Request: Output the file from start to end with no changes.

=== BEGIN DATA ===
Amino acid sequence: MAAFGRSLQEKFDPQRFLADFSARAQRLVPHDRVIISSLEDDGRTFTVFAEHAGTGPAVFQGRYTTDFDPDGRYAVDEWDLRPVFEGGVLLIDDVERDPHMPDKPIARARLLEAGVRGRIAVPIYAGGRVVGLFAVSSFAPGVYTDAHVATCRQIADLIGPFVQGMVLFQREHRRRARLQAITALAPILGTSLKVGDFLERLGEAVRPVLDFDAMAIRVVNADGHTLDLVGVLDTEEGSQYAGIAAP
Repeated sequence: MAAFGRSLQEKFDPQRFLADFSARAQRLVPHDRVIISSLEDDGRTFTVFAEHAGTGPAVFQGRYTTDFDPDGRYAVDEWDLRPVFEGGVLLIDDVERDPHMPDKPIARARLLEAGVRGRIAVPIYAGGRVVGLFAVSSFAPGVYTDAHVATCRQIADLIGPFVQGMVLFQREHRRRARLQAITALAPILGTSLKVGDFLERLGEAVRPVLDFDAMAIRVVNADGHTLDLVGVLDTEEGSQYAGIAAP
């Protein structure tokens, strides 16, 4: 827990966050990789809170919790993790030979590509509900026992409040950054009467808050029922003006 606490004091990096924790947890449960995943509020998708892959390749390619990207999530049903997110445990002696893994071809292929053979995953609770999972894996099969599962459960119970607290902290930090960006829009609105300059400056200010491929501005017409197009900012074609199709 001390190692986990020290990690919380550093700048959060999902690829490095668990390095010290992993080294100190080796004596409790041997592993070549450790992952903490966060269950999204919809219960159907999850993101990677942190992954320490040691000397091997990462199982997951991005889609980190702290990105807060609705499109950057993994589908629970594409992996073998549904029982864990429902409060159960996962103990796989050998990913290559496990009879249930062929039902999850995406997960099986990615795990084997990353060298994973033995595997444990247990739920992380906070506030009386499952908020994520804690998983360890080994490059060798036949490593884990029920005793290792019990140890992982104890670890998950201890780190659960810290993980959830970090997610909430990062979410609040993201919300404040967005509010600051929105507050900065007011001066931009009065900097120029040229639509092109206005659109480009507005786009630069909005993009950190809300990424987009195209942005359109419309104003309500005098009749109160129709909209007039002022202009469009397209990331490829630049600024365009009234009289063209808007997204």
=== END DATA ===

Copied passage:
Amino acid sequence: MAAFGRSLQEKFDPQRFLADFSARAQRLVPHDRVIISSLEDDGRTFTVFAEHAGTGPAVFQGRYTTDFDPDGRYAVDEWDLRPVFEGGVLLIDDVERDPHMPDKPIARARLLEAGVRGRIAVPIYAGGRVVGLFAVSSFAPGVYTDAHVATCRQIADLIGPFVQGMVLFQREHRRRARLQAITALAPILGTSLKVGDFLERLGEAVRPVLDFDAMAIRVVNADGHTLDLVGVLDTEEGSQYAGIAAP
Repeated sequence: MAAFGRSLQEKFDPQRFLADFSARAQRLVPHDRVIISSLEDDGRTFTVFAEHAGTGPAVFQGRYTTDFDPDGRYAVDEWDLRPVFEGGVLLIDDVERDPHMPDKPIARARLLEAGVRGRIAVPIYAGGRVVGLFAVSSFAPGVYTDAHVATCRQIADLIGPFVQGMVLFQREHRRRARLQAITALAPILGTSLKVGDFLERLGEAVRPVLDFDAMAIRVVNADGHTLDLVGVLDTEEGSQYAGIAAP
């Protein structure tokens, strides 16, 4: 827990966050990789809170919790993790030979590509509900026992409040950054009467808050029922003006 606490004091990096924790947890449960995943509020998708892959390749390619990207999530049903997110445990002696893994071809292929053979995953609770999972894996099969599962459960119970607290902290930090960006829009609105300059400056200010491929501005017409197009900012074609199709 001390190692986990020290990690919380550093700048959060999902690829490095668990390095010290992993080294100190080796004596409790041997592993070549450790992952903490966060269950999204919809219960159907999850993101990677942190992954320490040691000397091997990462199982997951991005889609980190702290990105807060609705499109950057993994589908629970594409992996073998549904029982864990429902409060159960996962103990796989050998990913290559496990009879249930062929039902999850995406997960099986990615795990084997990353060298994973033995595997444990247990739920992380906070506030009386499952908020994520804690998983360890080994490059060798036949490593884990029920005793290792019990140890992982104890670890998950201890780190659960810290993980959830970090997610909430990062979410609040993201919300404040967005509010600051929105507050900065007011001066931009009065900097120029040229639509092109206005659109480009507005786009630069909005993009950190809300990424987009195209942005359109419309104003309500005098009749109160129709909209007039002022202009469009397209990331490829630049600024365009009234009289063209808007997204």